A FATHER and son have been ambushed by a herd of cows in Norwood Green.
Tony Dack, from Norwood Green, was on his way back from a visit to Bailiff Bridge with his nine-year-old son Jacob and dog Marvin when they were attacked by between 30 and 40 cows.
The cows surrounded them and then one charged at Mr Dack, knocking him to the floor and leaving him unconcious.
“It was the most frightening thing I’ve ever experienced,” said Mr Dack, 49. “The one that hit me was massive.”
They were walking through the field adjacent to Nord Green Nurseries on Leeds Road when they saw the cows had gathered around the footpath. The land is privately owned but with a public footpath running through the middle.
The animals started moving towards them and then surrounded them. Mr Dack said the cows were getting agitated.
Jacob and Marvin - a spinone - managed to run off but Mr Dack could not get away and was knocked over when one of them charged.
“I play football and would have thought I’d be able to get out of the way but I didn’t have time,” he said.
They managed to get to a friend’s house nearby and Mr Dack was rushed to hospital. Fortunately, a scan showed he was not seriously injured and he is now recovering at home.
This is the latest in a catalogue of incidents in recent weeks.
Earlier this month a walker from Halifax was left in a critical condition after he was trampled by cows as he walked along a public footpath with his wife in a field on the outskirts of Romaldkirk, near Barnard Castle, County Durham.
And last week schoolchildren and villagers were terrorised by a rampaging cow running wild in the streets of Netherton, Huddersfield.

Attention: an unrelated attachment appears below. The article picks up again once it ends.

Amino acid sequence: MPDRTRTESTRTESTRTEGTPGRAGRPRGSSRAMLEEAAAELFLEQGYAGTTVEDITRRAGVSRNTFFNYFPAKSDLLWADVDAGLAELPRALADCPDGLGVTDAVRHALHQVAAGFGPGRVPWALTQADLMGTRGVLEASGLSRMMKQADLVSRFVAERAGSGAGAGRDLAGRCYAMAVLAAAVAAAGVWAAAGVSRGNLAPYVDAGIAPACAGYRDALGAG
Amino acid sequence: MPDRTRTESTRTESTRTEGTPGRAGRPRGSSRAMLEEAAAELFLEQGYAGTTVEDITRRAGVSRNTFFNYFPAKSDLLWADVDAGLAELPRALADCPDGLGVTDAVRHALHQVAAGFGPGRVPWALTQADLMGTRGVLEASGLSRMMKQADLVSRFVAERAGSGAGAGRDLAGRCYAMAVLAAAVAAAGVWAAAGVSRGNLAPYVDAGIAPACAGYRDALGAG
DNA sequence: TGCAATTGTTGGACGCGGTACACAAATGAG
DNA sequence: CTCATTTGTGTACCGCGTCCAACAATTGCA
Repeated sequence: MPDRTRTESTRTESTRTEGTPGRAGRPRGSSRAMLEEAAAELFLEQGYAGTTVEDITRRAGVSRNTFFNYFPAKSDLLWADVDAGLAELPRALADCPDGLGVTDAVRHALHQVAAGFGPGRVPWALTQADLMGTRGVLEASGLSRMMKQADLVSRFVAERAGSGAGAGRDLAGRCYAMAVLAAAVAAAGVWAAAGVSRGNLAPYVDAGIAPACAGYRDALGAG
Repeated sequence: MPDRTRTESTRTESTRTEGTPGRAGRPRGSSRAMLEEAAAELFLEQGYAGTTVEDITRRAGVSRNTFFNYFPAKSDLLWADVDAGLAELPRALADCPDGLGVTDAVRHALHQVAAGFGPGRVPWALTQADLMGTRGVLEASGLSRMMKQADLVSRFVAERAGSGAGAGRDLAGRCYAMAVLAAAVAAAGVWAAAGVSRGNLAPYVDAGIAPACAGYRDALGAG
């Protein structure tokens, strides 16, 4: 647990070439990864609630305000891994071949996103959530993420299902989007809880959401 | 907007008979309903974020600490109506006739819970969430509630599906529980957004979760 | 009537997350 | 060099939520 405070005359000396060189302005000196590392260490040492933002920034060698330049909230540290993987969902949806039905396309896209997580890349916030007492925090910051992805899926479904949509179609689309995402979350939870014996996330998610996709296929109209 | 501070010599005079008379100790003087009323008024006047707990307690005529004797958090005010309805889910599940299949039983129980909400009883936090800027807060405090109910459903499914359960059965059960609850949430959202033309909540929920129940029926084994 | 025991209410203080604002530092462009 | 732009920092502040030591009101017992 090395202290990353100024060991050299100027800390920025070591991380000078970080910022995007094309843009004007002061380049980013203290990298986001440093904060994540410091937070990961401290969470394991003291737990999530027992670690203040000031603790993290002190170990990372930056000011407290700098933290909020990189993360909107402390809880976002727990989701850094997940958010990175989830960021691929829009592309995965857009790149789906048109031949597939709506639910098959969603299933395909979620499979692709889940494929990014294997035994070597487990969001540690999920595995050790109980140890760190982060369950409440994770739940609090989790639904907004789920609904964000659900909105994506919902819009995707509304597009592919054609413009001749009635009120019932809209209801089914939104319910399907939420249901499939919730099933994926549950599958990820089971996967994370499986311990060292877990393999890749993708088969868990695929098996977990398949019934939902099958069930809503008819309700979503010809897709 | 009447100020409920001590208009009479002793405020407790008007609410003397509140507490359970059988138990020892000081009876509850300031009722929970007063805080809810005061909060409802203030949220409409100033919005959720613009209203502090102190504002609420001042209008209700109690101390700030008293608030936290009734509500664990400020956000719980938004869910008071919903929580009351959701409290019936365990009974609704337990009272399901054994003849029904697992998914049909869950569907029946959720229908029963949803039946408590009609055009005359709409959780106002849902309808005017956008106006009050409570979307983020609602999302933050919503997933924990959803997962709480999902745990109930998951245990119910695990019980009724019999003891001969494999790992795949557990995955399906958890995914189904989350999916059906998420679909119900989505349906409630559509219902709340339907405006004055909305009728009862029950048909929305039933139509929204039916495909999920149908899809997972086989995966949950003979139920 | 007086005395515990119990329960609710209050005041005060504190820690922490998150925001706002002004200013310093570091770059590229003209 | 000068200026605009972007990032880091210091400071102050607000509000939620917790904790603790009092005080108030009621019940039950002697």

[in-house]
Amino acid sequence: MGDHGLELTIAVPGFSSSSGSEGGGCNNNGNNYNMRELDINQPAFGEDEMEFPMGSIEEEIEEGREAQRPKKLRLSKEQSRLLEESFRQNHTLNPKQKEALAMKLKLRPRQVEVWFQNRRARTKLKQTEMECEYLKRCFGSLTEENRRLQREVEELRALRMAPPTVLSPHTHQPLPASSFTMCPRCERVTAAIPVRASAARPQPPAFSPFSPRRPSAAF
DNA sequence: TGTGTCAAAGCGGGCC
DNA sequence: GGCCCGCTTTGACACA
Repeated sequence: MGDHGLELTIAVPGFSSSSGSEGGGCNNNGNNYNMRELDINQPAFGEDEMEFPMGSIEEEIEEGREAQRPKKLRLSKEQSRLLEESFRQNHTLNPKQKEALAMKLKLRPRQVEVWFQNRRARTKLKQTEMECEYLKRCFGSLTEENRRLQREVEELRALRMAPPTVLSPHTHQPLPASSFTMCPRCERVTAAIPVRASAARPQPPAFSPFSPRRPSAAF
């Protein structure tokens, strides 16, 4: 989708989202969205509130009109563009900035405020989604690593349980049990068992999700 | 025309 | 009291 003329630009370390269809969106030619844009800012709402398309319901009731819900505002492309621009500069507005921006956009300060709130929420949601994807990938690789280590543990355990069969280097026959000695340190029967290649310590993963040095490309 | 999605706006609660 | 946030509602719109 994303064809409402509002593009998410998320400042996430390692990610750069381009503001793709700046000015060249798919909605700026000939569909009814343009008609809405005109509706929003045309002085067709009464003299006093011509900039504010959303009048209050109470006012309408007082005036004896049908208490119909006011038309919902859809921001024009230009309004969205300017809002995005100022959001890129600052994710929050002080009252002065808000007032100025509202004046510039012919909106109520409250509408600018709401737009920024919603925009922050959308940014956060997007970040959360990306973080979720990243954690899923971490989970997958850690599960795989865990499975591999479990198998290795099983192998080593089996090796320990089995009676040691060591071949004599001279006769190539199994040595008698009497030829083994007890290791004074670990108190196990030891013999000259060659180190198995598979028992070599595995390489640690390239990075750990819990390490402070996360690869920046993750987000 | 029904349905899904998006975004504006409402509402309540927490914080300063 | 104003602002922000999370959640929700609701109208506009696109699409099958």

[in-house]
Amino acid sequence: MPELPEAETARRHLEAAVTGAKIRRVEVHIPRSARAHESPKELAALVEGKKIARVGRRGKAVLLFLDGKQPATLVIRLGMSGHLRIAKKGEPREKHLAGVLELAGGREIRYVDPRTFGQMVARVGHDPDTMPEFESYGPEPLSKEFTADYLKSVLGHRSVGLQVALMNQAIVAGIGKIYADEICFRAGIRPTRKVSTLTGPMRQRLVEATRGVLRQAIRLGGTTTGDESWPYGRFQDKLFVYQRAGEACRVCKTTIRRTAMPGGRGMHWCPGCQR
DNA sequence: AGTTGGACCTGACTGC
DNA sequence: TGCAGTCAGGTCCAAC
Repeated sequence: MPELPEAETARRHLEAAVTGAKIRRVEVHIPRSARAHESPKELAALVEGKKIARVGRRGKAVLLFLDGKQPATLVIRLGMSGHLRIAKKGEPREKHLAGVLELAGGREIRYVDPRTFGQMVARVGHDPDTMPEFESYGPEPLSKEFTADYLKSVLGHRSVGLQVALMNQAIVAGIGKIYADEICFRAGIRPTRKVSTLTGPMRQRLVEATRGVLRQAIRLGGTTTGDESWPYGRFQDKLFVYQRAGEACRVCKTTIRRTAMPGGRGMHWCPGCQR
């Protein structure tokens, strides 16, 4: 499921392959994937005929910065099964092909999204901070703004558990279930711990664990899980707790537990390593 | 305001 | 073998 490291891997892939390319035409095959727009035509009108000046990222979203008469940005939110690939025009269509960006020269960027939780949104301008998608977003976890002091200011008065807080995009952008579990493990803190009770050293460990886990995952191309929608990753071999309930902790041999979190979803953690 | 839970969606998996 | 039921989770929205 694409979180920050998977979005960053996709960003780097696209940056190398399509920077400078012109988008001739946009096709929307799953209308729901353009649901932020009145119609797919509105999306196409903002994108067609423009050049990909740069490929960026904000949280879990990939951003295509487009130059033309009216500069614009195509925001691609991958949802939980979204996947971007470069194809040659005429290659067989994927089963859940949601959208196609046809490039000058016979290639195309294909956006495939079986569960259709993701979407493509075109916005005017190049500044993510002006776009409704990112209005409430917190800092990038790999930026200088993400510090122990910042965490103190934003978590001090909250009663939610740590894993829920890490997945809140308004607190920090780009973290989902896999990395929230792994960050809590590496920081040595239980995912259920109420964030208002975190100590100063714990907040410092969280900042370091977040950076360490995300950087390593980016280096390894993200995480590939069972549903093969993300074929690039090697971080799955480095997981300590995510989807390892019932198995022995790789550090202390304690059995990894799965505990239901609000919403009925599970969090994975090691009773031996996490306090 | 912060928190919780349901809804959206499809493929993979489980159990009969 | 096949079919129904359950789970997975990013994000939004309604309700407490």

Mr Dack is now urging walkers to take care while out in Calderdale.
He said he made sure Marvin was on a lead as they went through the field but he has since heard that official advice is to let dogs go if cows attack.
His fear is that other people who walk through the field, including schoolchildren, could also be attacked.
A spokesperson for the National Farmers Union (NFU) said nine out of ten incidents with cows and walkers happen when a dog is present.
She said: “People should try to give cows a wide berth if they can.
“If you have a dog, keep it on a lead while you’re crossing the field but if the cows get too close then we would advise people to let the dog go – a dog can look after itself.”
The spokesperson also advised walkers to be aware of how they can get off a field quickly if needed – and to think about taking a stick on a walk.
The NFU spokesperson said: “There can be situations where farmers do need to take action if their animals are aggressive. But if they have always been calm and peaceful animals then there is no reason why they can’t be in the field.”